AbstractMeasuring the Aerosol Optical Depth (AOD) is of particular importance in monitoring aerosol contributions to global radiative forcing and air quality. Most measuring methods are based on direct or indirect observation of sunlight and thus are only available for use during daylight hours. Attempts have been made to measure AOD behavior at night from star photometry, and more recently moon photometry. Star photometry method uses spectrally calibrated stars as reference targets this provides somewhat more flexibility than a sun photometer but there are low-signal and calibration issues which can make these measurements problematic. Moon photometry is only possible when the moon is present in the sky. We suggest a complementary method, based on the observation of artificial sky glow generated by light pollution. The methodology requires (1) the implementation of an heterogeneous 3D light pollution model and (2) the design of an automated light pollution spectrometer which will be presented here. The instrument designated as the Spectrometer for Aerosol Night Detection (SAND) is now in its third version. Basically, SAND-3 is an automated CCD based, long-slit spectrometer protected from inclement weather by an acrylic dome. SAND have been used successfully in many astronomical sites along with some urban sites. Our first day/night (continuity) AOD measurements comparisons with AERONET/AEROCAN sunphotometer data will be shown for Sherbrooke university (Quebec, Canada) atmospheric optical observatory.
An analysis of the impact of seismic and volcanic activity was carried out at selected astronomical sites, namely the observatories of El Teide (Tenerife, Canary Islands), Roque de los Muchachos (La Palma, Canary Islands), Mauna Kea (Hawaii) and Paranal (Chile) and the candidate site of Cerro Ventarrones/Armazones (Chile). In this sense, we studied the impact of seismicity, volcanic ash clouds, lava flows and ground deformation. Hazard associated with volcanic activity is low or negligible at all sites, whereas seismic hazard is very high in Chile and Hawaii. The lowest geological hazard in both seismic and volcanic activity was found at Roque de los Muchachos observatory, in the island of La Palma.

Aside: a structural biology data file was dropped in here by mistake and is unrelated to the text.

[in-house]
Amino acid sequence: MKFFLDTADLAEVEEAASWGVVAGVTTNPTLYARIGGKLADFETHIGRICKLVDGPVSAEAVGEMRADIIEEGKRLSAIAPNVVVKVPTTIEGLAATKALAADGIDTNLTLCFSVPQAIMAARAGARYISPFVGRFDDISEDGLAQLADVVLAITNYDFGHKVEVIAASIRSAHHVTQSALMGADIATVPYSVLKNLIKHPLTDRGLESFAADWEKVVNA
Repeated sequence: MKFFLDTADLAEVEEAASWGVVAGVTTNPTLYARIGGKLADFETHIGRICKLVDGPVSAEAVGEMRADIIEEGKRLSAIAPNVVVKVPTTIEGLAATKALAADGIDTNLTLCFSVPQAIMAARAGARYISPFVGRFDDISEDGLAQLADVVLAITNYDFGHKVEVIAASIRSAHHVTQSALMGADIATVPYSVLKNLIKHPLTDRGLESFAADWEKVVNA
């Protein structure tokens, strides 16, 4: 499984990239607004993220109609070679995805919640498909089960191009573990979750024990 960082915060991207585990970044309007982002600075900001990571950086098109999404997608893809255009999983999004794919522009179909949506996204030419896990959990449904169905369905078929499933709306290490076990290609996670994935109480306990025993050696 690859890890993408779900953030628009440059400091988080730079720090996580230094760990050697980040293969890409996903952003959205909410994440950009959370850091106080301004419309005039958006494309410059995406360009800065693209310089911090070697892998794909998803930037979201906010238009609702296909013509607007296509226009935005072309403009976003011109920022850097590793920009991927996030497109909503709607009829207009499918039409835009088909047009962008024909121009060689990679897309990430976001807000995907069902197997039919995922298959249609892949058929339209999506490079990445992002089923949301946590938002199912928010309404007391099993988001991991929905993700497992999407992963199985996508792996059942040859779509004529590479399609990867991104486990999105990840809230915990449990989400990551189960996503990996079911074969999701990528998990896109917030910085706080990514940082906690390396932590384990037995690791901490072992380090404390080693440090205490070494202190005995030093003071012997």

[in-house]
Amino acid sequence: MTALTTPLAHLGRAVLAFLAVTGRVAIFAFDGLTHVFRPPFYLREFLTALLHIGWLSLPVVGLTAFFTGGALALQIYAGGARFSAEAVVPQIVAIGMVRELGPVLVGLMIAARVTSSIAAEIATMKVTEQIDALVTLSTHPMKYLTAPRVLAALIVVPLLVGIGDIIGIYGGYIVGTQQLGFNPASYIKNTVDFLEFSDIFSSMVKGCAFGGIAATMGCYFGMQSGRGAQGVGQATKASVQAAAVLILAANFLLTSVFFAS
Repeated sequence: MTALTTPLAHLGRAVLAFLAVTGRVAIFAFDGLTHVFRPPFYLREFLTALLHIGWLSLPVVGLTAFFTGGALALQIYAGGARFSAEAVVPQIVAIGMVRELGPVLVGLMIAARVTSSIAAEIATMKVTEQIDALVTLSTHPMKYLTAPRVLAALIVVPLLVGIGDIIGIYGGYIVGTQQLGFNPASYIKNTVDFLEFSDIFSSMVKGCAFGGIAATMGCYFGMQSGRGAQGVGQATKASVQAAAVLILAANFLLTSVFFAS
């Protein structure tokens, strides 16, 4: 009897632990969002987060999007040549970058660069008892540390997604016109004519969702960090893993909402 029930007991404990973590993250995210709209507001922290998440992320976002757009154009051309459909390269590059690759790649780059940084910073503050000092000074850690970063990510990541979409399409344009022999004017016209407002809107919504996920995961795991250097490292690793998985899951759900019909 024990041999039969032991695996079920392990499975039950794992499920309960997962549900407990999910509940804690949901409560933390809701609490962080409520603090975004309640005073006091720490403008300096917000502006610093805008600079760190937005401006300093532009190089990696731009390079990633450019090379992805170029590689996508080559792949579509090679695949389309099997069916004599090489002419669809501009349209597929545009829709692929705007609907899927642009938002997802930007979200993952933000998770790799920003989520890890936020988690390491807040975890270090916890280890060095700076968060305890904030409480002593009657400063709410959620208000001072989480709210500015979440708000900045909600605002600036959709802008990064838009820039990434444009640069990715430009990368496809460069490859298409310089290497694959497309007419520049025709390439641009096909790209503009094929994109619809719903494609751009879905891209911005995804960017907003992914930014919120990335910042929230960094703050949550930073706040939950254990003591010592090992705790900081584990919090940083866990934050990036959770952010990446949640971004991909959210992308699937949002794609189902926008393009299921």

AbstractSurvey operations with the VISTA telescope with it wide field near IR camera started in Feb 2010, following a science verification phase that started in Oct, 2009. I will describe this new 4.2m wide field telescope and the ESO VISTA Public survey program. I will give details of all ESO six public surveys which will be used for a range of galactic and extragalactic science. I am the PI of the largest, by area, VISTA survey, I will focus my talk on the VISTA Hemisphere Survey and I will show how this survey will be used to find quasars in the Epoch of Reionization at redshift greater than 7. The VISTA Hemisphere Survey (VHS) has been been awarded 300 clear nights on the 4.2m ESO VISTA telescopes. VHS observations started i February, 2010 and the survey will take 5 years to complete. The VHS will cover the whole southern celestial hemisphere (dec<0) to a depth 4 magnitudes fainter than 2MASS/DENIS in at least two wavebands J and K. In the South Galactic Cap, 5000 square degrees will be imaged deeper, including H band, and will have supplemental deep multi-band grizY imaging data provided by the Dark Energy Survey (DES). The remainder of the high galactic latitude sky will be imaged in YJHK and combined with ugriz wavebands from the VST ATLAS, SDSS BOSS and Skymapper optical surveys. The medium term scientific goals include: a huge expansion in our knowledge of the lowest-mass and nearest stars; deciphering the merger history and genesis of our own Galaxy; measurement of large-scale structure out to z=1 and measuring the properties of Dark Energy; discovery of the first quasars with z > 7. In my talk, I will describe the scientific motivation and methodology of the search for quasars with z > 7.
Over the next decade or so, the gravitational-wave window onto the Universe will be opened in four frequency bands that span 22 orders of magnitude: The high-frequency band, 10 to 10,000 Hz (ground-based interferometers such as LIGO and VIRGO), the low-frequency band, 10-5 to 0.1 Hz (the space-based interferometer LISA), the very-low frequency band, 10-9 to 10-7 Hz (pulsar timing arrays), and the extremely-low-frequency band, 10-18 to 10-16 Hz (polarization of the cosmic microwave background). This lecture will describe these four bands, the detectors that are being developed to explore them, and what we are likely to learn about black holes, neutron stars, white dwarfs and early-universe exotica from these detectors' observations.
- Ultra-Diffuse Galaxies (UDGs) and the Stellar Mass – Halo Mass Relationship Dr. Jonah GannonTuesday June 6, 2023 - 12:30 GMT+1 (Aula)
- The complex Milky Way historyDr. Cristina ChiappiniThursday June 8, 2023 - 10:30 GMT+1 (Aula)